What is the most difficult maintenance struggle you face on the course? If your answer was slopes, you are among the majority. No matter what maintenance you are preforming, it is more difficult on a slope. Unfortunately, slopes are unavoidable due to the aesthetic appeal as well as for functional reasons. Learning how to cope with slopes successfully will help you get the most out of them without undue struggle.
Each slope is different. Gentle slopes are desirable because a 2 to 3 percent drop-off facilitates water movement away from buildings, yet still generally allows for adequate water movement down through the soil profile. However, when a slope is 4 percent or greater, problems may arise. Four main problems associated with slopes are: low infiltration, difficult mowing, poor fertilizer uniformity, and mulching difficulty.
On flat or relatively flat ground, water has a longer time to soak in before runoff occurs. As the slope increases, runoff occurs more quickly and infiltration therefore decreases. As a result, plants at the top of the slope don’t get enough water and plants at the bottom of the slope get too much. Both results create an unhealthy growing situation for plants. The soil will be drought-prone at the top of the slope, while soggy soil at the bottom. This may create conditions that cause root rots.
Slopes are difficult to mow safely. When mowing a slope, the weight of the mower is not evenly distributed, leading to two problems. First, the increased risk of overturning of the mower. Second, the difficulty in steering, because more weight is being applied to down-slope wheel. The steering problem creates excessively worn turf as the wheel crushes turf plants during turning and slipping.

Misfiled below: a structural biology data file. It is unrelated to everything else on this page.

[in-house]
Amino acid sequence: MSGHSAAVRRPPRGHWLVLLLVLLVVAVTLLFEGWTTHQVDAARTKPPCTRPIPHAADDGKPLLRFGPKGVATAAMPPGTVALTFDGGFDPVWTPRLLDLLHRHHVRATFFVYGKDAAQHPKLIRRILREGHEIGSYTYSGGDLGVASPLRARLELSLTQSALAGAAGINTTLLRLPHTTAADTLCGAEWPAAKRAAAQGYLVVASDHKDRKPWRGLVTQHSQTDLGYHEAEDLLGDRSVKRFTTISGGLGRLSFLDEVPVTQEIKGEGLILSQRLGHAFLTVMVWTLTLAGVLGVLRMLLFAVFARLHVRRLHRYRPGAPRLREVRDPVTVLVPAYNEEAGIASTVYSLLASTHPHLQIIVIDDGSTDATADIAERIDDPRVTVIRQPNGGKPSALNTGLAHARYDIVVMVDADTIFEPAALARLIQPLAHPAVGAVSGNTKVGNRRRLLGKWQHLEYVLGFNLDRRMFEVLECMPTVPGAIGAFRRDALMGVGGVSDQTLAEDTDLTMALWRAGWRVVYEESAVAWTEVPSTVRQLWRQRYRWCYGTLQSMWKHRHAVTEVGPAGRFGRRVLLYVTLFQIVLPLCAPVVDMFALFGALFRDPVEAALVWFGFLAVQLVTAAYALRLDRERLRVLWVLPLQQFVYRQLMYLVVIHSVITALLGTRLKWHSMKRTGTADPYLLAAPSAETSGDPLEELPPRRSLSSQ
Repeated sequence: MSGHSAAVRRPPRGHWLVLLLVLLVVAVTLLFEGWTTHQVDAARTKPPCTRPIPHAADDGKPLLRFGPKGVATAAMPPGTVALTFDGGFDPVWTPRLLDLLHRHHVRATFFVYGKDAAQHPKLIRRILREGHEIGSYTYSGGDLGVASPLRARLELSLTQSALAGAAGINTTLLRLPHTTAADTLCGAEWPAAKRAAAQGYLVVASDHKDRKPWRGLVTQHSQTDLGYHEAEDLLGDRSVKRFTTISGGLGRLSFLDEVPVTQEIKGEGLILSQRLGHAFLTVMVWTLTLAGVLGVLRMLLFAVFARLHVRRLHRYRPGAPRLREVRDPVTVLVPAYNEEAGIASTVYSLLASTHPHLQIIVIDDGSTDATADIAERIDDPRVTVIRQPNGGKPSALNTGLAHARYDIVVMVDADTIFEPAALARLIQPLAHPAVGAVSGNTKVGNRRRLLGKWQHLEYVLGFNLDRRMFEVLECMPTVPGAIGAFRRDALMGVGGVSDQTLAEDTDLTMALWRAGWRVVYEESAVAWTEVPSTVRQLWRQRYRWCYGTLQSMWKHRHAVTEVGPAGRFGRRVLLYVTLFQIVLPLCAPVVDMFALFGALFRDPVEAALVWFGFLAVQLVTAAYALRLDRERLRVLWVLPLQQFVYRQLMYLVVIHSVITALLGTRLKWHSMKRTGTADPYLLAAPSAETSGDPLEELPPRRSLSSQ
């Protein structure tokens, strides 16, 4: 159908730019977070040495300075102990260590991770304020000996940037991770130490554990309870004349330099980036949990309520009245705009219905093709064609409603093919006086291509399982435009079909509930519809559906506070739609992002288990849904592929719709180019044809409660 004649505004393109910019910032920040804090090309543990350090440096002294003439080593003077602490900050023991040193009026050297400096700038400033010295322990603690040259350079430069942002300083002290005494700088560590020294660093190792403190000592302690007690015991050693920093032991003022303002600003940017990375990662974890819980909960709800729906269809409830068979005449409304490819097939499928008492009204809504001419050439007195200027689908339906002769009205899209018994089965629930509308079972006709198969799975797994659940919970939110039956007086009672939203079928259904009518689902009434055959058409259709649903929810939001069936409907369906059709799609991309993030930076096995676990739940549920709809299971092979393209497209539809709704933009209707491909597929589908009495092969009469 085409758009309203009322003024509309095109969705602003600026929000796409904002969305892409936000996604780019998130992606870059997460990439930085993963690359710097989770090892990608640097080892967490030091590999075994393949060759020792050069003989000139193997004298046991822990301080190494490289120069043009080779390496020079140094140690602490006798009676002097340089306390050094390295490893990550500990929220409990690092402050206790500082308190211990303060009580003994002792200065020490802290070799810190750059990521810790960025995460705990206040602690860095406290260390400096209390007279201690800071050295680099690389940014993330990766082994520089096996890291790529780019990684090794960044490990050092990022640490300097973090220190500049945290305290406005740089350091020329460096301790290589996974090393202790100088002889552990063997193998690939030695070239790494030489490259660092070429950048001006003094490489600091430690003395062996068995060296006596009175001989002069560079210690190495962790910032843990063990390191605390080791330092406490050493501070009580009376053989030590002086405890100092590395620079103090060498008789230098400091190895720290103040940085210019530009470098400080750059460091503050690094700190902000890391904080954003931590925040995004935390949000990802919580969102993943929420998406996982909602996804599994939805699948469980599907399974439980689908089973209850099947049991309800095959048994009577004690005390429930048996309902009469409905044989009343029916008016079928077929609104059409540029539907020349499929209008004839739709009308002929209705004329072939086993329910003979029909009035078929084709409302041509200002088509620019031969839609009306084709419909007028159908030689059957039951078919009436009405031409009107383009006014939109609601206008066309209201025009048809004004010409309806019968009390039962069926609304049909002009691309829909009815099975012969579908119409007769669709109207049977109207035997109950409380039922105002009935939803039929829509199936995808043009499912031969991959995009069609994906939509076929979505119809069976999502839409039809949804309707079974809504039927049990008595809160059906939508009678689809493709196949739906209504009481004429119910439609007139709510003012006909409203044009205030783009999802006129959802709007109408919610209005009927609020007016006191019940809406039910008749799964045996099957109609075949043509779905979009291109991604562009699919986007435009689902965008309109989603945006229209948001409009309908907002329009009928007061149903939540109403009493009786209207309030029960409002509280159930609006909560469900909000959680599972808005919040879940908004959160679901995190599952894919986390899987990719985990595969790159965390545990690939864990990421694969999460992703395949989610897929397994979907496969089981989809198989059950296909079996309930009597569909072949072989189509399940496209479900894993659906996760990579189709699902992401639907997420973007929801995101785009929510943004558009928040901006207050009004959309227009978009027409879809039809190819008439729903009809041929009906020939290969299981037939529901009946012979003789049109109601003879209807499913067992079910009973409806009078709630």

Poor Fertilizer Uniformity
Related somewhat to the problem of uneven water infiltration, fertilizer application and uptake is also problematic on slopes. Rainfall can cause the particles to wash down the slope, which can also occur with herbicides. When chemicals are applied unevenly, the concentration at the top of the slope can get to a point where it is no longer effective. On the other side, if enough chemical washes to the bottom of the slope, it could cause phytotoxicity.
The fourth category of trouble with slopes is retaining mulch. Just as fertilizer, herbicides and water are prone to tumbling down the slope, mulch also has a hard time staying put.
Using plant by-products such as bark nuggets, cypress pieces, stump grindings, cocoa bean hulls, cottonseed hulls, and wood chips as mulch has proven more effective. Organic mulches are relatively short-lived, but have a better capacity to cool the soil and retain moisture than inorganics. In addition, they look more natural as well. However, with use on sloped, the weight and characteristics of rock, stone and rubber allows for less shift in the mulch.
If you weren’t convinced before that slopes were a problem, you should be now. A well designed and maintained slope can be a wonderful accent or backdrop, as well as functional.